Tomorrow.io’s proprietary techniques also combine various sources of historical data, because it is often apparent that raw, global meteorological data are incomplete or inconsistent; data may be manifest at random or uncoordinated times, rarely covering the same ground location twice in the same day, or being subject to outage and observing system malfunction. Tomorrow.io’s meteorological operations teams expertly manage the ingest process for both traditional and non-traditional types of data, before merging these inputs into the stable, hardened archive. Meanwhile, Tomorrow.io’s research scientists remain dedicated to the mission of providing the best technology and software improvements to evolve Tomorrow.io’s data serving capabilities and overall functionality. As Tomorrow.io adds more data from an increasingly diverse assortment of Earth-observing platforms in the future, it will eventually be host to thousands of terabytes of data. Business stakeholders and company partners from all over the world can then leverage these highly accurate meteorological data, ad infinitum.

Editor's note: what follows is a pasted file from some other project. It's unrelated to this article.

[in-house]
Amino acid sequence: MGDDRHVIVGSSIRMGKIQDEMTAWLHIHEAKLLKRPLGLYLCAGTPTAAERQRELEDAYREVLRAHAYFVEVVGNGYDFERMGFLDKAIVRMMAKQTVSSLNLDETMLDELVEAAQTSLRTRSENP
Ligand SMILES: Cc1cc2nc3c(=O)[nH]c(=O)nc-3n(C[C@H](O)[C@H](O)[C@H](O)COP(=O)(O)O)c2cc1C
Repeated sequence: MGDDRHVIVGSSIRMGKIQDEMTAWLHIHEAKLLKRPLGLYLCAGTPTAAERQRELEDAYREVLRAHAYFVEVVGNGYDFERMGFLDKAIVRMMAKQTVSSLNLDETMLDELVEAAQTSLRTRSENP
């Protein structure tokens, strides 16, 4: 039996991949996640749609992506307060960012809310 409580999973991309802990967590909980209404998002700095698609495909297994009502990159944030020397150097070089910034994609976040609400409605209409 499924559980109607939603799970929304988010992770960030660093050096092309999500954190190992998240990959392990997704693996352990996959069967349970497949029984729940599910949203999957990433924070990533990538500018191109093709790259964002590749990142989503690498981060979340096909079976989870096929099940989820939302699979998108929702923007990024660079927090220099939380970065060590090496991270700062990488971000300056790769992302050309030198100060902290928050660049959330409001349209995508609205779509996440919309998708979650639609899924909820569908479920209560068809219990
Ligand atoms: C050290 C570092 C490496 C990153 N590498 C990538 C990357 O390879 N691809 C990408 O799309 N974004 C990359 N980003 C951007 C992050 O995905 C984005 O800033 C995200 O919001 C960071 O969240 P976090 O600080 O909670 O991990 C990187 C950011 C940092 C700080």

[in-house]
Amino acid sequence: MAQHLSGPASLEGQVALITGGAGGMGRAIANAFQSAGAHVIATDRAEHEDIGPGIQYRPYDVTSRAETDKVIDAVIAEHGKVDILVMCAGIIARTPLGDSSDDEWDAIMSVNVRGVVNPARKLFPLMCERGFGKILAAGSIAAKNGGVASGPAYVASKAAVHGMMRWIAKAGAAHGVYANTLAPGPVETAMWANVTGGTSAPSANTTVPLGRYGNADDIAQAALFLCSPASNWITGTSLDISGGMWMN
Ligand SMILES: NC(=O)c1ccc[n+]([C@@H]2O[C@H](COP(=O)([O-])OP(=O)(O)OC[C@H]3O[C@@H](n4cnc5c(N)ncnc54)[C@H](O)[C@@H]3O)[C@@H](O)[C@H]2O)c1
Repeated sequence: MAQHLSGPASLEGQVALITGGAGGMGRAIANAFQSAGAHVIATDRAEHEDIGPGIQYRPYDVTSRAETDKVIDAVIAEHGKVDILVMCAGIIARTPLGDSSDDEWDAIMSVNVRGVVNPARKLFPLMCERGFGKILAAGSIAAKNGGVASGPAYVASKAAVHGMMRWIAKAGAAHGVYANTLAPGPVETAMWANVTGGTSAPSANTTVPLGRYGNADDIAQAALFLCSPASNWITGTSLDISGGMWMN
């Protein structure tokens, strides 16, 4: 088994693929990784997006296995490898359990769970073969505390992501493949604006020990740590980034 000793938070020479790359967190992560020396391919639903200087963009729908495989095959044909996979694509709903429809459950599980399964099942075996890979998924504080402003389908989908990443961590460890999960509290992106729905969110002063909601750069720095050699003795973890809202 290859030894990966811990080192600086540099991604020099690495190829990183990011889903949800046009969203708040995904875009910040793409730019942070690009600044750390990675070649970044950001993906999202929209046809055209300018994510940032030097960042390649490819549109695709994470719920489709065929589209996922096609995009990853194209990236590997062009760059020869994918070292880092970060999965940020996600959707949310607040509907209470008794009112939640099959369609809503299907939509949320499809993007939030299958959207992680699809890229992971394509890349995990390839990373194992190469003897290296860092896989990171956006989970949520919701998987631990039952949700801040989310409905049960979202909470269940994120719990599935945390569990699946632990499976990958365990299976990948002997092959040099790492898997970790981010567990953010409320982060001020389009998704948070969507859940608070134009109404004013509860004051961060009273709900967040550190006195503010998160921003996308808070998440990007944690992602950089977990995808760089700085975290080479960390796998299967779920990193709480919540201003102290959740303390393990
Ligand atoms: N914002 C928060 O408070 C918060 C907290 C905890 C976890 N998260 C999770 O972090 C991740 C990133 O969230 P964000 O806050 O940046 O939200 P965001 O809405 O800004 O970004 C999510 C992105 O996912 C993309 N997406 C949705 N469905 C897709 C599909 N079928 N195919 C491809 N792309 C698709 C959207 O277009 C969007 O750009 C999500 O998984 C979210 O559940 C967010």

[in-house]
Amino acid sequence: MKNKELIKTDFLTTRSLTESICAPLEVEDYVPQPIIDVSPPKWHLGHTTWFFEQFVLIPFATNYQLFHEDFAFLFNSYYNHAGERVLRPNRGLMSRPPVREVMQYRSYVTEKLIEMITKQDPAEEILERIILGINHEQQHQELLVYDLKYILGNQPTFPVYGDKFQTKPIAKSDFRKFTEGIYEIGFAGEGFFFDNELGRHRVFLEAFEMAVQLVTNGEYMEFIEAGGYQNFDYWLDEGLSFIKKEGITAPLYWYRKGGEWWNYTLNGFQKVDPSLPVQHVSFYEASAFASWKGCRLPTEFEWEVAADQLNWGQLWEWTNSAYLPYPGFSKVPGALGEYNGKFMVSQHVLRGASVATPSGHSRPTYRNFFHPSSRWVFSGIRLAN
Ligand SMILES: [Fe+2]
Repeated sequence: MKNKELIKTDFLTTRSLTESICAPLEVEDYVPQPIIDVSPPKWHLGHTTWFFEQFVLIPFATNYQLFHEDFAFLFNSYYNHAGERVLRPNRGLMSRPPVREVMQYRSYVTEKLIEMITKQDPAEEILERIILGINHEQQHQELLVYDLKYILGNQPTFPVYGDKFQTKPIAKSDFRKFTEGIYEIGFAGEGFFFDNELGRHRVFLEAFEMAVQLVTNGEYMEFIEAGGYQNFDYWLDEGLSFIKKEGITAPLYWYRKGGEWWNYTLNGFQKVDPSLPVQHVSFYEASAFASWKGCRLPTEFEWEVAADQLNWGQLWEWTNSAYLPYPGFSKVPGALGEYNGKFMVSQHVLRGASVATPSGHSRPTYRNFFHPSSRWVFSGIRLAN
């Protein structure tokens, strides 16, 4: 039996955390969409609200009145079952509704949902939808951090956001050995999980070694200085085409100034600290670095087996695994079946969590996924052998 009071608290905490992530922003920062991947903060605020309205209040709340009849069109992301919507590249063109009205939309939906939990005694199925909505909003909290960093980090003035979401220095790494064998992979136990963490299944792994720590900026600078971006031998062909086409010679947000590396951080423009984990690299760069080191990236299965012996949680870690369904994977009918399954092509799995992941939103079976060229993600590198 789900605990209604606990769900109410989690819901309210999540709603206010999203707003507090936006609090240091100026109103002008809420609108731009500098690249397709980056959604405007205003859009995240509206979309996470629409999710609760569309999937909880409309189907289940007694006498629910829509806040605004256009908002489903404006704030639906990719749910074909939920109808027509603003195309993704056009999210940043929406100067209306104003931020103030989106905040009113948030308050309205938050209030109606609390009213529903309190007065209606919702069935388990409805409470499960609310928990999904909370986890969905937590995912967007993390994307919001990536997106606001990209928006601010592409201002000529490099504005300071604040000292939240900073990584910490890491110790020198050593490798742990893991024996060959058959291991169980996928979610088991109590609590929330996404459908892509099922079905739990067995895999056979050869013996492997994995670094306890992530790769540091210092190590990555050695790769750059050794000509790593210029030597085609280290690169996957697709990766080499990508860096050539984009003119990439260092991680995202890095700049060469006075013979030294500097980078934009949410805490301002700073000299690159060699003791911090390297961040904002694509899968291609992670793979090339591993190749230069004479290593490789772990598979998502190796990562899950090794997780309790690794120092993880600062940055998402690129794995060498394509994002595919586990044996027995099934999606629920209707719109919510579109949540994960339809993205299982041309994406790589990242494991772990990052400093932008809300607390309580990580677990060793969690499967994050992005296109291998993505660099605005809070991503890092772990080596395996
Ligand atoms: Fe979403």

Tomorrow.io’s historical weather archive has an uptime of 99.9% and it is hosted by only the most trusted enterprise cloud service providers. The Tomorrow.io subscription plans are customizable to accommodate multiple echelons of user requirements. Because let’s face it, sometimes there might not be an imminent need for weather input data every couple of miles over the entire globe, from thirty years ago until now (but we can still quickly deliver on that type of request!). Subscription tiers are as follows:

  • Tier-3 affords the client to access most weather parameters from single stations and for selected years
  • Tier-2 access unlocks archive data stores featuring basic gridded meteorological data with resolutions as high as approximately 30 km globally, every hour.
  • Tier-1 subscribers gain unlimited access Tomorrow.io’s flagship, proprietary observation and modeling archive data, which includes hyperlocal regional and 5-km global data with timesteps as short as 15 minutes. 

The beauty of Tomorrow.io’s cloud-based historical weather archive is that users can opt to take as much or as little data as needed–all on demand.

Get access to Tomorrow.io’s historical weather data archive now.